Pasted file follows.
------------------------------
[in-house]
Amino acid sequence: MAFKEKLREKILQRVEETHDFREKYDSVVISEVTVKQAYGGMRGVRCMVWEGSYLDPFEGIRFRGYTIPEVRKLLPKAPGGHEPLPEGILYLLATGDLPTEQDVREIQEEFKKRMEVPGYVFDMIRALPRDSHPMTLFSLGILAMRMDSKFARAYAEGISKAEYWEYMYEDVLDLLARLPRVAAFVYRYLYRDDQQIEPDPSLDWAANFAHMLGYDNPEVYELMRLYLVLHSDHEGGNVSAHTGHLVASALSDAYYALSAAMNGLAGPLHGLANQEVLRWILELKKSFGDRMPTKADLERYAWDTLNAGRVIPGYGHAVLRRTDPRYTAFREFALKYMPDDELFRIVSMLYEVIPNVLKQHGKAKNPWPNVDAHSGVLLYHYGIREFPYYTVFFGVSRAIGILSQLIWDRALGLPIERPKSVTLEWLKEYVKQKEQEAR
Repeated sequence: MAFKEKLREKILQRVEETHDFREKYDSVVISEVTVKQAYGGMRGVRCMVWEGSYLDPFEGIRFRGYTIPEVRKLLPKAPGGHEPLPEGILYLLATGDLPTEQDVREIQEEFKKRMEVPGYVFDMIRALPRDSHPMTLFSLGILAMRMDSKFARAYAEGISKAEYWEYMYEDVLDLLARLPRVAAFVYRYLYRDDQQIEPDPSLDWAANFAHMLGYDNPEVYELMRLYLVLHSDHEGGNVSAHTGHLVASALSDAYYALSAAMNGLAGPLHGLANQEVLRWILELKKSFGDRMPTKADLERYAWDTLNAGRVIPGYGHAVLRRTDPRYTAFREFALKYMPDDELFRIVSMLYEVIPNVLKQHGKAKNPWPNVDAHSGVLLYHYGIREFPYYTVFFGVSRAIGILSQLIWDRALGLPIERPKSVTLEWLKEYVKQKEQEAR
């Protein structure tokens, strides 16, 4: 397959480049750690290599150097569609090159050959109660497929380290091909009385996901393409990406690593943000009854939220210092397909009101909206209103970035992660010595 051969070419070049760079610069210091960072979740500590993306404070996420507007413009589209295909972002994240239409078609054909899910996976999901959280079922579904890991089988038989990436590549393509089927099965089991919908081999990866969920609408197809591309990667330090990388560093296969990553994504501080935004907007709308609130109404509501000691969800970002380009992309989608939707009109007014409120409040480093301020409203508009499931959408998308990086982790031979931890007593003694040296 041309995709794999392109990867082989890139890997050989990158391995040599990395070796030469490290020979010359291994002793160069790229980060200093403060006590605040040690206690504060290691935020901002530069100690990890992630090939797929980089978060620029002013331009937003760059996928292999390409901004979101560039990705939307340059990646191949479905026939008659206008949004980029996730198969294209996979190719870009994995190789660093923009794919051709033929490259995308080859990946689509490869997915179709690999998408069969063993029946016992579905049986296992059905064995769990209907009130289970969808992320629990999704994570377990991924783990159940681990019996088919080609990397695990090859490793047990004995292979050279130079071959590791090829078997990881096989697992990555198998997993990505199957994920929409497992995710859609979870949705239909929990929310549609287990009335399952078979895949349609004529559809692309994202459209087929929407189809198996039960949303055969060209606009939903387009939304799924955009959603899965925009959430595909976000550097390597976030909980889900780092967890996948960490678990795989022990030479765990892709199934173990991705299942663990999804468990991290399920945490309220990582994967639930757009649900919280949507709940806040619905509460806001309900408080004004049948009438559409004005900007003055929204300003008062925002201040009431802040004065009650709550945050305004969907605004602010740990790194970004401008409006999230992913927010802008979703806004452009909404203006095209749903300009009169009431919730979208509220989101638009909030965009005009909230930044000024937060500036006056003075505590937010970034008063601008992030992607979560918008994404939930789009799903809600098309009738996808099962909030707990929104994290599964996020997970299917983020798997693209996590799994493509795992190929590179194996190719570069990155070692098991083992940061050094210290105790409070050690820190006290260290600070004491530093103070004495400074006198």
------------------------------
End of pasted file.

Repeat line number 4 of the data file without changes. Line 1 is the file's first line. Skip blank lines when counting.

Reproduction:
């Protein structure tokens, strides 16, 4: 397959480049750690290599150097569609090159050959109660497929380290091909009385996901393409990406690593943000009854939220210092397909009101909206209103970035992660010595 051969070419070049760079610069210091960072979740500590993306404070996420507007413009589209295909972002994240239409078609054909899910996976999901959280079922579904890991089988038989990436590549393509089927099965089991919908081999990866969920609408197809591309990667330090990388560093296969990553994504501080935004907007709308609130109404509501000691969800970002380009992309989608939707009109007014409120409040480093301020409203508009499931959408998308990086982790031979931890007593003694040296 041309995709794999392109990867082989890139890997050989990158391995040599990395070796030469490290020979010359291994002793160069790229980060200093403060006590605040040690206690504060290691935020901002530069100690990890992630090939797929980089978060620029002013331009937003760059996928292999390409901004979101560039990705939307340059990646191949479905026939008659206008949004980029996730198969294209996979190719870009994995190789660093923009794919051709033929490259995308080859990946689509490869997915179709690999998408069969063993029946016992579905049986296992059905064995769990209907009130289970969808992320629990999704994570377990991924783990159940681990019996088919080609990397695990090859490793047990004995292979050279130079071959590791090829078997990881096989697992990555198998997993990505199957994920929409497992995710859609979870949705239909929990929310549609287990009335399952078979895949349609004529559809692309994202459209087929929407189809198996039960949303055969060209606009939903387009939304799924955009959603899965925009959430595909976000550097390597976030909980889900780092967890996948960490678990795989022990030479765990892709199934173990991705299942663990999804468990991290399920945490309220990582994967639930757009649900919280949507709940806040619905509460806001309900408080004004049948009438559409004005900007003055929204300003008062925002201040009431802040004065009650709550945050305004969907605004602010740990790194970004401008409006999230992913927010802008979703806004452009909404203006095209749903300009009169009431919730979208509220989101638009909030965009005009909230930044000024937060500036006056003075505590937010970034008063601008992030992607979560918008994404939930789009799903809600098309009738996808099962909030707990929104994290599964996020997970299917983020798997693209996590799994493509795992190929590179194996190719570069990155070692098991083992940061050094210290105790409070050690820190006290260290600070004491530093103070004495400074006198």